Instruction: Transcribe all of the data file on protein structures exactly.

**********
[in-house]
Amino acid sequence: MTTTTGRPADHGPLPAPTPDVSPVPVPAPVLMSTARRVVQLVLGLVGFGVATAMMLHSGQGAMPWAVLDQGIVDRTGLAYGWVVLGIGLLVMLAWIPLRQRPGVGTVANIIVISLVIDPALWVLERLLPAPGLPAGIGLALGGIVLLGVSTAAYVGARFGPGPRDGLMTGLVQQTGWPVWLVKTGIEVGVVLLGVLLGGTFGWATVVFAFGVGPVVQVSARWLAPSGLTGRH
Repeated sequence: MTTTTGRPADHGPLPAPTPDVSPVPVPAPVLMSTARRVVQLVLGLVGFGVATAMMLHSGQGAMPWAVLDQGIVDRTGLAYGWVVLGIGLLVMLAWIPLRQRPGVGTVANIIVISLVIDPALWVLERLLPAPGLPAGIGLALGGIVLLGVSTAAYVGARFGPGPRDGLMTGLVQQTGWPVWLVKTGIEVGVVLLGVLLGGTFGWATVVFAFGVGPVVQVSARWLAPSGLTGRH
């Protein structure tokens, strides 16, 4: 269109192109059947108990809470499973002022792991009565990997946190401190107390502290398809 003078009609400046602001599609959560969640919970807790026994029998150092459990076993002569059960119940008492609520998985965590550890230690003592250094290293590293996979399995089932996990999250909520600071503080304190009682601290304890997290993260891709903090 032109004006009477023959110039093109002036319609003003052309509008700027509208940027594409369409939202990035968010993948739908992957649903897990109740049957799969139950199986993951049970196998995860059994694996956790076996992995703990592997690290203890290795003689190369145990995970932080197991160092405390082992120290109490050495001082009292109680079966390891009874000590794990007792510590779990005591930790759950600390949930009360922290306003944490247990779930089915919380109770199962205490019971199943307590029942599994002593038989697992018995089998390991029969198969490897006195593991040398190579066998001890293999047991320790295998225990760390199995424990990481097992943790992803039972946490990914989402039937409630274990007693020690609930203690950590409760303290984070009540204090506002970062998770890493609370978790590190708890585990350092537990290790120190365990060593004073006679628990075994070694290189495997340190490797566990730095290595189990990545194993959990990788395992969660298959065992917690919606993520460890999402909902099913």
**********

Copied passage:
[in-house]
Amino acid sequence: MTTTTGRPADHGPLPAPTPDVSPVPVPAPVLMSTARRVVQLVLGLVGFGVATAMMLHSGQGAMPWAVLDQGIVDRTGLAYGWVVLGIGLLVMLAWIPLRQRPGVGTVANIIVISLVIDPALWVLERLLPAPGLPAGIGLALGGIVLLGVSTAAYVGARFGPGPRDGLMTGLVQQTGWPVWLVKTGIEVGVVLLGVLLGGTFGWATVVFAFGVGPVVQVSARWLAPSGLTGRH
Repeated sequence: MTTTTGRPADHGPLPAPTPDVSPVPVPAPVLMSTARRVVQLVLGLVGFGVATAMMLHSGQGAMPWAVLDQGIVDRTGLAYGWVVLGIGLLVMLAWIPLRQRPGVGTVANIIVISLVIDPALWVLERLLPAPGLPAGIGLALGGIVLLGVSTAAYVGARFGPGPRDGLMTGLVQQTGWPVWLVKTGIEVGVVLLGVLLGGTFGWATVVFAFGVGPVVQVSARWLAPSGLTGRH
């Protein structure tokens, strides 16, 4: 269109192109059947108990809470499973002022792991009565990997946190401190107390502290398809 003078009609400046602001599609959560969640919970807790026994029998150092459990076993002569059960119940008492609520998985965590550890230690003592250094290293590293996979399995089932996990999250909520600071503080304190009682601290304890997290993260891709903090 032109004006009477023959110039093109002036319609003003052309509008700027509208940027594409369409939202990035968010993948739908992957649903897990109740049957799969139950199986993951049970196998995860059994694996956790076996992995703990592997690290203890290795003689190369145990995970932080197991160092405390082992120290109490050495001082009292109680079966390891009874000590794990007792510590779990005591930790759950600390949930009360922290306003944490247990779930089915919380109770199962205490019971199943307590029942599994002593038989697992018995089998390991029969198969490897006195593991040398190579066998001890293999047991320790295998225990760390199995424990990481097992943790992803039972946490990914989402039937409630274990007693020690609930203690950590409760303290984070009540204090506002970062998770890493609370978790590190708890585990350092537990290790120190365990060593004073006679628990075994070694290189495997340190490797566990730095290595189990990545194993959990990788395992969660298959065992917690919606993520460890999402909902099913």